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Iconic brawler hits the streets again after 26 years

The hand drawn and high resolution comic-style art is a massive departure but looks incredible, with technical tricks including water reflections taking the presentation to the next level just like parallax scrolling and other pixel techniques did back in the day.

Light sources from neon signs to stained glass windows also interact with the fighters to stunning effect.

Everything from the collection of locations to the available weaponry has been greatly expanded in Streets of Rage 4.

Everything from the collection of locations to the available weaponry has been greatly expanded in Streets of Rage 4.

Meanwhile the soundtrack — including contributions from the original games’ composers — brings contemporary instrumentation to new tracks in a familiar blend of experimental electronica, dirty funk and thumping dance beats. Level themes shift dynamically like a DJ set as you progress while each boss gets is own signature track — created variously by established game composers and underground dance artists — creating a modern vibe while also leaving no question this is a Streets of Rage game.

All five main characters utilise the old school mix of jumps, strikes and special attacks, meaning you can pick up any of them and start cracking skulls immediately. But each also has enough hidden depth — from unique abilities like dashing to the specifics of each combo — to make mastering them a long and gratifying process. And then there are brand new combat wrinkles to consider, like a guard-blocking strong attack or the ability to catch weapons in mid air (whether thrown at you or bouncing off a goon’s face).

The three characters from the original Streets of Rage return, a little older but just as lethal.

The three characters from the original Streets of Rage return, a little older but just as lethal.

I love how the three originals have been subtly aged (the game takes place 10 years after the previous entry) while maintaining much of their original aesthetics. Adam is still slick as hell, Blaze still looks like a nightclub badass and Axel’s still the idealistic vigilante, just with some extra weight and a beard.

Modern animation and an expanded toolset give these crime fighters much more personality than before, but they still feel authentic, and even play mostly how they used to with their grapples and suplexes. Meanwhile newcomers Floyd and Cherry represent the new generation and play a bit less traditionally. While she’s small and agile, sprinting toward and latching onto enemies to slap them around and launch to the next victim, he’s slow, hits hard and automatically picks up anyone dumb enough to get too close.

Present day is a weird place and the game reflects that with a much more diverse range of locales — from an art gallery to a private island between the series staple city streets and boats — and a twist on the “crime syndicate” storyline that has you fighting cops and rich kids as well as street lowlifes.

Though many familiar thugs return and it’s a joy to see them rendered in such detail, it’s equally enjoyable coming to grips with brand new baddies and bosses. Meanwhile levels are filled with gimmicks that add new twists on the formula, including enemy factions that fight each other.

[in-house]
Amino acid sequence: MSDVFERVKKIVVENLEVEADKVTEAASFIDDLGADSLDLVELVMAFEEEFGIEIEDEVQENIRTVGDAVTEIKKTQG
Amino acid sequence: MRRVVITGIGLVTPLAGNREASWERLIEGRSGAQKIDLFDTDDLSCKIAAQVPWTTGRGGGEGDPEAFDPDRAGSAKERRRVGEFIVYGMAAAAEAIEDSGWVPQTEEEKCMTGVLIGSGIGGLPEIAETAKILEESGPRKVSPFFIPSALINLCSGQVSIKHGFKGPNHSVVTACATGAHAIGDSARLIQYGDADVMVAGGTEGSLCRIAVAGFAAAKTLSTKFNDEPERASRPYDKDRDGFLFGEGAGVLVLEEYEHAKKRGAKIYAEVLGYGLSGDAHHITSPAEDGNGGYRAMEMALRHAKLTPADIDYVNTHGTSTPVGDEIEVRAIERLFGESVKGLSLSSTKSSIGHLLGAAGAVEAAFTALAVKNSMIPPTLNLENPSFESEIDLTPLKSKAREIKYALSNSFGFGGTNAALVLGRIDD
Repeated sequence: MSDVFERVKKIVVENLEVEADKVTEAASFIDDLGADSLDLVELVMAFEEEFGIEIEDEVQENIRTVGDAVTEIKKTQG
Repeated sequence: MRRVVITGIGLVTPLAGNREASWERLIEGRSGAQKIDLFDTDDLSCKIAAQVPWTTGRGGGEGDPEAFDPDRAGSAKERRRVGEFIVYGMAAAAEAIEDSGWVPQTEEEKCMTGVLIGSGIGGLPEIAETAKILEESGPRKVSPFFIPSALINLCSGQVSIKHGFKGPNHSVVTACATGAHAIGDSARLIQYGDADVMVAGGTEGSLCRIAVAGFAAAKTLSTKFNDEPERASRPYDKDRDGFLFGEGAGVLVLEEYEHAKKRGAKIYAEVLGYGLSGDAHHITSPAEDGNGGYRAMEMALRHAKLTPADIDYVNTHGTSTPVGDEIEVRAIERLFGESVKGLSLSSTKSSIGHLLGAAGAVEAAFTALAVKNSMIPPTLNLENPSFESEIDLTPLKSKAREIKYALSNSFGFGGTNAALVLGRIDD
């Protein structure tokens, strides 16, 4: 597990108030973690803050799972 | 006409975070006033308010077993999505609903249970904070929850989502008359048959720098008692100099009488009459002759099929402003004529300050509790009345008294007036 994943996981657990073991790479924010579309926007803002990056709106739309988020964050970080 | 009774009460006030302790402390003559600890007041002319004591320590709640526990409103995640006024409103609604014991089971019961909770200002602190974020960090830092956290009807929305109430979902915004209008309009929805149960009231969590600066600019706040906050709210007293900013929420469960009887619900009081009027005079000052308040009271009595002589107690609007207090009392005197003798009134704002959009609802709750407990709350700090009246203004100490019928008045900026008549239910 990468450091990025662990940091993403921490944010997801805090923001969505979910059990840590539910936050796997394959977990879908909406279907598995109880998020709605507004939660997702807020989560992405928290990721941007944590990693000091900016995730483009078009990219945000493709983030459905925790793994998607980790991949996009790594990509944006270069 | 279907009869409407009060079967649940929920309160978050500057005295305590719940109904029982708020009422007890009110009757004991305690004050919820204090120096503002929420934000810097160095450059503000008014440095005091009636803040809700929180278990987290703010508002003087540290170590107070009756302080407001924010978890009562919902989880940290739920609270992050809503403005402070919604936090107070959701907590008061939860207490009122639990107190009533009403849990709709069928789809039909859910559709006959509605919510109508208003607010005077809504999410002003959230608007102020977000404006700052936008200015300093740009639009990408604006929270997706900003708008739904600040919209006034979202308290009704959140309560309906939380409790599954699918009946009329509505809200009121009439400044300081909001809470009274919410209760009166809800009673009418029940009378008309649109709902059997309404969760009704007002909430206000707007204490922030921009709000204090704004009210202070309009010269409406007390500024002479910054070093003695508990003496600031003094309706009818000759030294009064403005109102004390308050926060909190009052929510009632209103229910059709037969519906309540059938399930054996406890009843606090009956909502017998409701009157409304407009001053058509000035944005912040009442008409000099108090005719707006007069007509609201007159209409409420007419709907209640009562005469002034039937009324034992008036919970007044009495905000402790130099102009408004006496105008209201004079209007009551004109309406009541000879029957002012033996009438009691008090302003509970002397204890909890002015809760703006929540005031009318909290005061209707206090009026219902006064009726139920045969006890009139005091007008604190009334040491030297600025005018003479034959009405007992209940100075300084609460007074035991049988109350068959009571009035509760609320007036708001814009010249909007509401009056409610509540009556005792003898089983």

The police aren't necessarily your friends, but they'll usually beat up a punk if given the chance.

The police aren’t necessarily your friends, but they’ll usually beat up a punk if given the chance.

Though this is a licensed sequel that’s been created largely without Sega’s involvement. But it’s clear French studio Lizardcube (responsible for the art), Canadian developers Guard Crush and publisher Dotemu all have a deep understanding of the series. Frequent humorous references to the originals add actual depth and surprising twists rather than being there merely for giggles, while all the refinements and additions fit naturally in the game without diminishing what makes the series great.

For example using special moves still saps your health, but you can earn it back by dishing damage without being hit which feels less punishing. The main “story” mode is also a lot easier to get through thanks to its modern structure, but there’s also arcade mode for die-hards and a battle mode for goofing with friends.

Unlockable retro characters are a lot of fun, even if they don't really blend in.

Unlockable retro characters are a lot of fun, even if they don’t really blend in.

Retro fans can utilise 12 unlockable characters from previous games which look, play and sound exactly like they did on Mega Drive. Their blocky forms certainly stick out amongst the high resolution modern art, but it works somehow. Similarly you can choose an alternate soundtrack that matches each in-game scene with an old-school tune from the series’ 8- and 16-bit history, and I loved playing through with the nostalgic beats.

Streets of Rage 4 is the rare retro revival that respects and celebrates the originals while also having something of its own to say. The visuals, sounds and mechanics of course aren’t as envelope-pushing in 2020 as the originals were in the early ’90s, but the balance between embracing nostalgia and reformulating the brawler for the current decade is struck wonderfully.

Streets of Rage 4 is out today for PlayStation 4 (reviewed), PC, Switch and Xbox One.

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